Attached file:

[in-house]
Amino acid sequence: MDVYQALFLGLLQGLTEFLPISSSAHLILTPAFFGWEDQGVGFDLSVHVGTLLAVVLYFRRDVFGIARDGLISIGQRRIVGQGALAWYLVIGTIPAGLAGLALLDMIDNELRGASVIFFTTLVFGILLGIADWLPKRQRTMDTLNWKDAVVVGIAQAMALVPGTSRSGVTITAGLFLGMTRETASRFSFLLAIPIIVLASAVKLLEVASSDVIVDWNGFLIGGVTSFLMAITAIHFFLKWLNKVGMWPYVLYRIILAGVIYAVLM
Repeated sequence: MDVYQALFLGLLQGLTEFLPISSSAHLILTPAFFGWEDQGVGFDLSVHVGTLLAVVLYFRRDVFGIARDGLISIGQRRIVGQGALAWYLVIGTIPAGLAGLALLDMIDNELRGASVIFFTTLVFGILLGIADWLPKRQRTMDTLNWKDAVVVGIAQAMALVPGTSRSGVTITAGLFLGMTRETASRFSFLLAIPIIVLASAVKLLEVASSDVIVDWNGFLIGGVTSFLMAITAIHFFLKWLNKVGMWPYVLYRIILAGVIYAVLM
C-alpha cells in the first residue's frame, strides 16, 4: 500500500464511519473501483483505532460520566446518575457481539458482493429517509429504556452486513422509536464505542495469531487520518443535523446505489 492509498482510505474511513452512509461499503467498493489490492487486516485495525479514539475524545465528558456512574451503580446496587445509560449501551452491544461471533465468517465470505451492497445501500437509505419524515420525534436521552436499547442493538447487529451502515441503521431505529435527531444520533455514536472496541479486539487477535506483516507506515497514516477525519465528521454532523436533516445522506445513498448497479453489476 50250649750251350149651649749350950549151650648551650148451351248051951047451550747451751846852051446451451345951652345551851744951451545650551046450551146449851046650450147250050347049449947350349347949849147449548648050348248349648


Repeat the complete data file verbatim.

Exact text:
[in-house]
Amino acid sequence: MDVYQALFLGLLQGLTEFLPISSSAHLILTPAFFGWEDQGVGFDLSVHVGTLLAVVLYFRRDVFGIARDGLISIGQRRIVGQGALAWYLVIGTIPAGLAGLALLDMIDNELRGASVIFFTTLVFGILLGIADWLPKRQRTMDTLNWKDAVVVGIAQAMALVPGTSRSGVTITAGLFLGMTRETASRFSFLLAIPIIVLASAVKLLEVASSDVIVDWNGFLIGGVTSFLMAITAIHFFLKWLNKVGMWPYVLYRIILAGVIYAVLM
Repeated sequence: MDVYQALFLGLLQGLTEFLPISSSAHLILTPAFFGWEDQGVGFDLSVHVGTLLAVVLYFRRDVFGIARDGLISIGQRRIVGQGALAWYLVIGTIPAGLAGLALLDMIDNELRGASVIFFTTLVFGILLGIADWLPKRQRTMDTLNWKDAVVVGIAQAMALVPGTSRSGVTITAGLFLGMTRETASRFSFLLAIPIIVLASAVKLLEVASSDVIVDWNGFLIGGVTSFLMAITAIHFFLKWLNKVGMWPYVLYRIILAGVIYAVLM
C-alpha cells in the first residue's frame, strides 16, 4: 500500500464511519473501483483505532460520566446518575457481539458482493429517509429504556452486513422509536464505542495469531487520518443535523446505489 492509498482510505474511513452512509461499503467498493489490492487486516485495525479514539475524545465528558456512574451503580446496587445509560449501551452491544461471533465468517465470505451492497445501500437509505419524515420525534436521552436499547442493538447487529451502515441503521431505529435527531444520533455514536472496541479486539487477535506483516507506515497514516477525519465528521454532523436533516445522506445513498448497479453489476 50250649750251350149651649749350950549151650648551650148451351248051951047451550747451751846852051446451451345951652345551851744951451545650551046450551146449851046650450147250050347049449947350349347949849147449548648050348248349648